For the first time, Syrians were the biggest group seeking asylum in industrialised countries last year, as the impact of fighting in the country spread beyond the turbulent region, the United Nations refugee agency said on Friday.
A record number of asylum requests by Syrians and Russians in 2013 raised the total number received in 44 rich countries to its highest since 2001, the agency said. The total of 612,700 claims rose 28 per cent from the year before.
Syrian refugees are expected to continue fleeing the country’s civil war, now in its fourth year. Some 2.6 million have now been driven into five neighbouring countries, one million in Lebanon alone, the agency said.
In the industrialised world, 56,400 Syrians requested refugee status in 2013, more than double the number the previous year, the UNHCR said in its report Asylum Trends 2013.
“There is clear evidence in these numbers of how the Syria crisis in particular is affecting countries and regions of the world far removed from the Middle East,” Antonio Guterres, the U.N. High Commissioner for Refugees, said in a statement.
Syrians who managed to lodge asylum requests in the industrial world enjoyed high rates of approval, 95 percent, Volker Turk, the UNHCR director of international protection, told a news briefing.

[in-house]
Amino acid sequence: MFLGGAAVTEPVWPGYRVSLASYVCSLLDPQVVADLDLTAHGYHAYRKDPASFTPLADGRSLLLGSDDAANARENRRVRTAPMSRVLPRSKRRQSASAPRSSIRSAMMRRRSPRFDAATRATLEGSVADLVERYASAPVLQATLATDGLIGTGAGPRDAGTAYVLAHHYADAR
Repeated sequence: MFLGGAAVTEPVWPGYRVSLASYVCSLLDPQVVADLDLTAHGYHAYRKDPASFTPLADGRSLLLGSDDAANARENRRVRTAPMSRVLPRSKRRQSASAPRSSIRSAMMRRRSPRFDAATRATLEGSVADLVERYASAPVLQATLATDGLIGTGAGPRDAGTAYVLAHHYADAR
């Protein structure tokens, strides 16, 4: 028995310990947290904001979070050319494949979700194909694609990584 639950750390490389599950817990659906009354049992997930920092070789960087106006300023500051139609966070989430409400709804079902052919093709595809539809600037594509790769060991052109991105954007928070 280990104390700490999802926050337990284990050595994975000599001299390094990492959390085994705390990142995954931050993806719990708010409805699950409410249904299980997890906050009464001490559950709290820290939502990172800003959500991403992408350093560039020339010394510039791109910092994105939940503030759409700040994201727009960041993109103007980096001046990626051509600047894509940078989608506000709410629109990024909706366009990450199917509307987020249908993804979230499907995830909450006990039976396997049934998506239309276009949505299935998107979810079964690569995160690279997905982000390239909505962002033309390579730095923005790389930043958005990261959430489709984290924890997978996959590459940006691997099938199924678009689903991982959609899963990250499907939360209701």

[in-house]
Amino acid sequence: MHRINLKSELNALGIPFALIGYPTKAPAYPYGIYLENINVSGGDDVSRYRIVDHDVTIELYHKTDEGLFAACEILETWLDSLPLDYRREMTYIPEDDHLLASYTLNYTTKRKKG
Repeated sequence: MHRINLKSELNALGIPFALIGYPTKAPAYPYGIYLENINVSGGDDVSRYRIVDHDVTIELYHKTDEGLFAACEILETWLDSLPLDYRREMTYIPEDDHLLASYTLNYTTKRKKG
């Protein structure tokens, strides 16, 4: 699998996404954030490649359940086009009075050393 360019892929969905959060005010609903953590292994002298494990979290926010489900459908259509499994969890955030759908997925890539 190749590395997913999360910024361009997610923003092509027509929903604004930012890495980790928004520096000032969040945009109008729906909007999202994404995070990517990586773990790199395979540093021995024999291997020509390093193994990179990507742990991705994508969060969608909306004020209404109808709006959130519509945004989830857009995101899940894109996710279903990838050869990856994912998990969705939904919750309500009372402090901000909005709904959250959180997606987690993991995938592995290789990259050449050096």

Russian nationals, mostly believed to be from the breakaway region of Chechnya, were the second-largest group of asylum seekers in 2013, with a record 39,800, a jump of 76 percent on the previous year, the agency said.
But many Russian applicants appeared to be migrants joining family in Europe, mainly Poland and Germany, rather than people fleeing violence and persecution, Turk said. He noted a lower rate of approval for their applications.
Asylum seekers from Afghanistan, the top country of origin for the two previous years, were the third-largest group in 2013 at 38,700, with Turkey their prime destination.
For the first time in eight years, the United States was not the biggest recipient of asylum seekers among the 44 countries. It fell to second behind Germany, despite a rise of 25 per cent from the year before, to 88,400 claims, the agency said. Chinese nationals were the largest group of asylum seekers in both the United States and Canada.